Some stylists opt not to get representation for this reason ... they are already working a lot and don't want to loose commission money for existing clients.

It's kind of a "catch 22" as I understand it. They want you to have lots of clients before they are interested in repping you ... but you need them to get you clients. Difficult, at best. So ... it has to be carefully evaluated to determine if you can find a middle ground where both you and the agency will profit above what you are making now.

Of course ... they not only should kick up the volume of work offered to you, they also do do all the billing and follow on unpaid invoices, and help you negotiate a beter rate than what you might get on your own ... things the a lot of artistic people are not very good in doing.

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Last edited by BetteT; 15-03-2011 at 12:10 PM.
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15-03-2011
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Quote:
Originally Posted by BetteT View Post
If you are approaching agencies who rep cretive people (photogs, stylists, makeup artitists, etc.) ... here's what I've been told:

Your portfolio should be well developed, have some serious tears in it from known magazines and you should have a good client base before the better agencies will want to rep you.

In addition, they will probably want you to bring your clients with you ... which means they can chage your clients and collect commission from you and from them, when you work for them again. It's a two way street ... you bring them clients and they bring you clients. So ... be aware of that ... you'll probably want to negotiate exclusions for some of your best clients ... since you found them in the first place. If the agency wants you and think you have the potential to work a lot, they might be willing to exclude some or all of your existing clients.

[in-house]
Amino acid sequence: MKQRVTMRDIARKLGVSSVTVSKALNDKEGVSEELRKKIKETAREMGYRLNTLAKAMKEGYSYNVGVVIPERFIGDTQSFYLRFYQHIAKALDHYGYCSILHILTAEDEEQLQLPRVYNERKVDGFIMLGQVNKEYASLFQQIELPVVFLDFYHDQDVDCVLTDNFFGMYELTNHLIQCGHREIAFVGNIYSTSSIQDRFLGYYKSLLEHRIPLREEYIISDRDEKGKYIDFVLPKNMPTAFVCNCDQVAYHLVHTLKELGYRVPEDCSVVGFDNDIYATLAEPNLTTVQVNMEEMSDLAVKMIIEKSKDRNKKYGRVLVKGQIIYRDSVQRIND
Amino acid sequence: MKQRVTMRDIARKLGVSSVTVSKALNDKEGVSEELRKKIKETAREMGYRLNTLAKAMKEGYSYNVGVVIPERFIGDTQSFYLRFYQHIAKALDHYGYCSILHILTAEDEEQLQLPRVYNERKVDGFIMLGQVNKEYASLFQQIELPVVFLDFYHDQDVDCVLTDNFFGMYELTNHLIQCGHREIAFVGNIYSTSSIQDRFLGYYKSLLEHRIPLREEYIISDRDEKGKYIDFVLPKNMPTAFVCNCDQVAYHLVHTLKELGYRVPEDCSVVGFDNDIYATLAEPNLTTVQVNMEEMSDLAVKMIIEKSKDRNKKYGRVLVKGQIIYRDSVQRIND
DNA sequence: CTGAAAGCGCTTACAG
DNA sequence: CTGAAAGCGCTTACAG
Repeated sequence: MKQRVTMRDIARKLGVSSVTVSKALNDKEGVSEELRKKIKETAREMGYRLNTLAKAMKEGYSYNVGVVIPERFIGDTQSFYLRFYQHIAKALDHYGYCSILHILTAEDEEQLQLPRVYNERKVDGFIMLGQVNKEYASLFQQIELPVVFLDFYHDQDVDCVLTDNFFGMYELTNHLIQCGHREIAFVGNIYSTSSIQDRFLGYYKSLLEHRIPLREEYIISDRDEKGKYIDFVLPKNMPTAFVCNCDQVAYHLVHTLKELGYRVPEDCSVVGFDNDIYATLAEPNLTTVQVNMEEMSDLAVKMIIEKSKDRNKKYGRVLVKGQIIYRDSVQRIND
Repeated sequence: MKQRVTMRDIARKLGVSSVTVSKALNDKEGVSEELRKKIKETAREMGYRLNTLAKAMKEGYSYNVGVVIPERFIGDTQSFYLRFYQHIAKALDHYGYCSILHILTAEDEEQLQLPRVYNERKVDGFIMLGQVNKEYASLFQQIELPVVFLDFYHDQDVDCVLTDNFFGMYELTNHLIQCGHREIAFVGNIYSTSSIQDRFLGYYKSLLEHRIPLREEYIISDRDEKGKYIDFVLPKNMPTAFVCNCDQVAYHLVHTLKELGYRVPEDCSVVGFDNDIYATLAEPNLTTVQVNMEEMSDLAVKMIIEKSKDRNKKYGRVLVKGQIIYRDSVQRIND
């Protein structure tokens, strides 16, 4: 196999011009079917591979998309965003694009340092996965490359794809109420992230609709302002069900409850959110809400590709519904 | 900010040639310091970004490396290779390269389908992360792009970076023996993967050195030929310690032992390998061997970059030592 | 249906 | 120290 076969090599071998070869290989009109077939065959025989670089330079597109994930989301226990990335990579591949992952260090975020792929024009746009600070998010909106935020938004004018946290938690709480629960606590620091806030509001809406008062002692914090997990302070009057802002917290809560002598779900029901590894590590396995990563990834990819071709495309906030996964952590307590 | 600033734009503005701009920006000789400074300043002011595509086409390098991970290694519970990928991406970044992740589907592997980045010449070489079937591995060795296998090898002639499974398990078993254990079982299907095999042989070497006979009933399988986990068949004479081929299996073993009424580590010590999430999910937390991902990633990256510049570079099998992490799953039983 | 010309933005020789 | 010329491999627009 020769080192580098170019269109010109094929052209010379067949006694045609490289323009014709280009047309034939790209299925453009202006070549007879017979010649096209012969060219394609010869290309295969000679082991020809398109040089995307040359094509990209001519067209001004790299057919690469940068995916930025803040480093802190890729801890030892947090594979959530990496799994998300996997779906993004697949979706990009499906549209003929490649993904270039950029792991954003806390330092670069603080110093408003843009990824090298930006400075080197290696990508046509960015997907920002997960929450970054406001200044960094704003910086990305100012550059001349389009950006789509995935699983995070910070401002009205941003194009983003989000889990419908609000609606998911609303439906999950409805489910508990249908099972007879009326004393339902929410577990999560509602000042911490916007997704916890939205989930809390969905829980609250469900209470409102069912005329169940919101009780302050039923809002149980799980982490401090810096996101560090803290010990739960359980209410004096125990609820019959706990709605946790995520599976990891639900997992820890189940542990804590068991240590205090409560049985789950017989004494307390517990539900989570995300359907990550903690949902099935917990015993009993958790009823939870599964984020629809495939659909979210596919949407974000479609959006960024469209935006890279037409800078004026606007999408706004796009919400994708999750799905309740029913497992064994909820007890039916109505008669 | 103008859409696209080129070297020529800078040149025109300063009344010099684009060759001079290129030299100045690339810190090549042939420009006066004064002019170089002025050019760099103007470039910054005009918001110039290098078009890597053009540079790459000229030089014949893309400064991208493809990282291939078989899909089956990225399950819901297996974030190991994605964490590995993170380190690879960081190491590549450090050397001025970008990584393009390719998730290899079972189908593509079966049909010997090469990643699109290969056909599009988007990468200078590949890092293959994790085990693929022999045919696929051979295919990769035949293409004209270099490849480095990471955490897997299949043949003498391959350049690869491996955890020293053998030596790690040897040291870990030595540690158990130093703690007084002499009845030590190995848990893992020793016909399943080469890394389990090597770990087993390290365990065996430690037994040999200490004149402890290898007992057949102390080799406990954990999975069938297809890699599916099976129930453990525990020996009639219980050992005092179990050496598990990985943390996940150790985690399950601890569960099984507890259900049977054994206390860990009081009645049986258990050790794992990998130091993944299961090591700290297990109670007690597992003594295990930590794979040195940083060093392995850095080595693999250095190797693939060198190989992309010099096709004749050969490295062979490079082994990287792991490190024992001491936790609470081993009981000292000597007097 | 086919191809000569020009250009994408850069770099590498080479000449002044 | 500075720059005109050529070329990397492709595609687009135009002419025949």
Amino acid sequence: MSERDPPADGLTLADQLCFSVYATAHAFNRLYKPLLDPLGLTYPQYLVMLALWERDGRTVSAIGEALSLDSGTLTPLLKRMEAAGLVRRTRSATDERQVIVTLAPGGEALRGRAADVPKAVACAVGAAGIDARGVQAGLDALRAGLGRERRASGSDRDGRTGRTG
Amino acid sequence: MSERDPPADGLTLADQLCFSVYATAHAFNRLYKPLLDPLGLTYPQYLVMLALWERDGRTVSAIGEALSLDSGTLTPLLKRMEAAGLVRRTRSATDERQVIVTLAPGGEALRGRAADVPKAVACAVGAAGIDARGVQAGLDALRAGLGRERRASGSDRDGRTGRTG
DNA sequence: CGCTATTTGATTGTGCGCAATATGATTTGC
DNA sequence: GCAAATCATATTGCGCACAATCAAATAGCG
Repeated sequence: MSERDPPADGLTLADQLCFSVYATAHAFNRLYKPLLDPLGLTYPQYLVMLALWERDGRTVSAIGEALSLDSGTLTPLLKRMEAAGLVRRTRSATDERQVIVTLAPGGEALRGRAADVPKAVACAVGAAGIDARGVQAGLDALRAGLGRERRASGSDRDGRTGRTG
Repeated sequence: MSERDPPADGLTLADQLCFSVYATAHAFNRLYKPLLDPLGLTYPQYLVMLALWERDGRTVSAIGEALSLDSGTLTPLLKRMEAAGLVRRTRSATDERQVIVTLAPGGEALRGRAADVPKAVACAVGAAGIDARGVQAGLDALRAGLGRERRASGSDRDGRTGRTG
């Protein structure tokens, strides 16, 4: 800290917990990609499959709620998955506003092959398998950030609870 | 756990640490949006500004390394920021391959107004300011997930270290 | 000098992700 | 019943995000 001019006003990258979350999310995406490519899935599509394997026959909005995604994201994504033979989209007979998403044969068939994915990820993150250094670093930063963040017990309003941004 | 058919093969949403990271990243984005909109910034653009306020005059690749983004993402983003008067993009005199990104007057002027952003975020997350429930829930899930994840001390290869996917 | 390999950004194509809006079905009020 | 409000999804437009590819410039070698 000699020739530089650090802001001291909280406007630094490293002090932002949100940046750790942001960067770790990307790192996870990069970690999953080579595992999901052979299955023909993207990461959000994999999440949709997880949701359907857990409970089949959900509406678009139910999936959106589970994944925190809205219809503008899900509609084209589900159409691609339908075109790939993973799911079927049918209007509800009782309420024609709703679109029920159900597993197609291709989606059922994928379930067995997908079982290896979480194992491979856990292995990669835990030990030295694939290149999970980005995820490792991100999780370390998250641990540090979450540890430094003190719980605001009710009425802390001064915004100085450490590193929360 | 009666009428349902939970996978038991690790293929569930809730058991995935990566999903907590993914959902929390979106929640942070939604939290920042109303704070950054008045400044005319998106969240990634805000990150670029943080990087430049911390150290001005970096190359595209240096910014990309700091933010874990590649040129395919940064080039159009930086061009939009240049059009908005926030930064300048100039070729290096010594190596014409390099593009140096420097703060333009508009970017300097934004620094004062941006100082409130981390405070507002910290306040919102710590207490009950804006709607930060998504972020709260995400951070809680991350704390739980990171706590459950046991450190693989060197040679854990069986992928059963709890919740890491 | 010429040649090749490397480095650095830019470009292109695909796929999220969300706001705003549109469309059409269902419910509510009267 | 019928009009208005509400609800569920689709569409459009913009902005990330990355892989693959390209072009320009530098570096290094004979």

Some stylists opt not to get representation for this reason ... they are already working a lot and don't want to loose commission money for existing clients.

It's kind of a "catch 22" as I understand it. They want you to have lots of clients before they are interested in repping you ... but you need them to get you clients. Difficult, at best. So ... it has to be carefully evaluated to determine if you can find a middle ground where both you and the agency will profit above what you are making now.

Of course ... they not only should kick up the volume of work offered to you, they also do do all the billing and follow on unpaid invoices, and help you negotiate a beter rate than what you might get on your own ... things the a lot of artistic people are not very good in doing.

Many thanks BetteT for the pointers,while i have some work, i think im going to need more tear sheets and clients, i find this almost frustrating as it stands magazines and brands wont give you any work if you are not represented by an agent, and an agent wont take you on without tear sheets and clients.

Getting tear sheets when you are starting out is really difficult, ive approached alot of magazines for possible commissions, and the responses have been less than positive, which proves that having representation goes a long way, if you can get it.

Whats the best possible way to approach a magazine, through an email to the Fashion Director? Should l send comp cards? My Book maybe?

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17-03-2011
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See the page before ... we were just discussing how to approach magazines to do an editorial. The short answer is ... you don't, the photographer does it. #38